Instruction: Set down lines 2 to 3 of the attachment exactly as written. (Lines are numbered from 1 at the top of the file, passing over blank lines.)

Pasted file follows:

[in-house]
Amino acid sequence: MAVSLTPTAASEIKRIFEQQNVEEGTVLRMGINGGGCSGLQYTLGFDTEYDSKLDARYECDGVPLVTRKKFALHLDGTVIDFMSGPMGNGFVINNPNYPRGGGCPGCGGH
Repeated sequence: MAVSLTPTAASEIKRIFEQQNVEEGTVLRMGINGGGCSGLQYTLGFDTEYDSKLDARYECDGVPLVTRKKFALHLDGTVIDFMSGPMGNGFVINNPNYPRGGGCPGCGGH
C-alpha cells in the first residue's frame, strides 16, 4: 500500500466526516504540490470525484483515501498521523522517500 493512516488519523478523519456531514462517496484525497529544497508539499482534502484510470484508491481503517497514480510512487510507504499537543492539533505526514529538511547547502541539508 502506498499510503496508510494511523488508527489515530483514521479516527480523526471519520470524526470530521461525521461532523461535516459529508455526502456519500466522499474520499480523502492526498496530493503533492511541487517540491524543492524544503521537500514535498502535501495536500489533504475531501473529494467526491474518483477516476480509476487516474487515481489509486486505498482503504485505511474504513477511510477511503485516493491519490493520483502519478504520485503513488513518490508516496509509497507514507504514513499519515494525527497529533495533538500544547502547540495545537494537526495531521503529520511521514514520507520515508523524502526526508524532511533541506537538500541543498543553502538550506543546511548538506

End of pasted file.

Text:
Amino acid sequence: MAVSLTPTAASEIKRIFEQQNVEEGTVLRMGINGGGCSGLQYTLGFDTEYDSKLDARYECDGVPLVTRKKFALHLDGTVIDFMSGPMGNGFVINNPNYPRGGGCPGCGGH
Repeated sequence: MAVSLTPTAASEIKRIFEQQNVEEGTVLRMGINGGGCSGLQYTLGFDTEYDSKLDARYECDGVPLVTRKKFALHLDGTVIDFMSGPMGNGFVINNPNYPRGGGCPGCGGH